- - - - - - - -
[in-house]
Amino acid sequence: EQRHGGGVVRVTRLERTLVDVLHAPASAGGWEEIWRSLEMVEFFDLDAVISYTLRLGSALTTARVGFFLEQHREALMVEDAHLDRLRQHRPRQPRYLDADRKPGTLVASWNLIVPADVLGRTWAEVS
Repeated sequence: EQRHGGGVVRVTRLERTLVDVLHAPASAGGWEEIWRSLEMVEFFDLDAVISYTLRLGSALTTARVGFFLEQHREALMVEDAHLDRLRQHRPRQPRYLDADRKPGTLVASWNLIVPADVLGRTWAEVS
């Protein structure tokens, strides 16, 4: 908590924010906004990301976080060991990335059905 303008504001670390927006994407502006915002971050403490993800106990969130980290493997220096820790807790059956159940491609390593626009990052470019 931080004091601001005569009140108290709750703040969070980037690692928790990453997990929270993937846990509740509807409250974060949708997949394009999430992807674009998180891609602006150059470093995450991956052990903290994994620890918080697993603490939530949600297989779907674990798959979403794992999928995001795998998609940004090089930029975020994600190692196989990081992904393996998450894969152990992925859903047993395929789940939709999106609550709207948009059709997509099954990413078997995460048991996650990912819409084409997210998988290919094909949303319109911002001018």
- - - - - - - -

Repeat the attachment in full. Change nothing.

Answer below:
[in-house]
Amino acid sequence: EQRHGGGVVRVTRLERTLVDVLHAPASAGGWEEIWRSLEMVEFFDLDAVISYTLRLGSALTTARVGFFLEQHREALMVEDAHLDRLRQHRPRQPRYLDADRKPGTLVASWNLIVPADVLGRTWAEVS
Repeated sequence: EQRHGGGVVRVTRLERTLVDVLHAPASAGGWEEIWRSLEMVEFFDLDAVISYTLRLGSALTTARVGFFLEQHREALMVEDAHLDRLRQHRPRQPRYLDADRKPGTLVASWNLIVPADVLGRTWAEVS
């Protein structure tokens, strides 16, 4: 908590924010906004990301976080060991990335059905 303008504001670390927006994407502006915002971050403490993800106990969130980290493997220096820790807790059956159940491609390593626009990052470019 931080004091601001005569009140108290709750703040969070980037690692928790990453997990929270993937846990509740509807409250974060949708997949394009999430992807674009998180891609602006150059470093995450991956052990903290994994620890918080697993603490939530949600297989779907674990798959979403794992999928995001795998998609940004090089930029975020994600190692196989990081992904393996998450894969152990992925859903047993395929789940939709999106609550709207948009059709997509099954990413078997995460048991996650990912819409084409997210998988290919094909949303319109911002001018």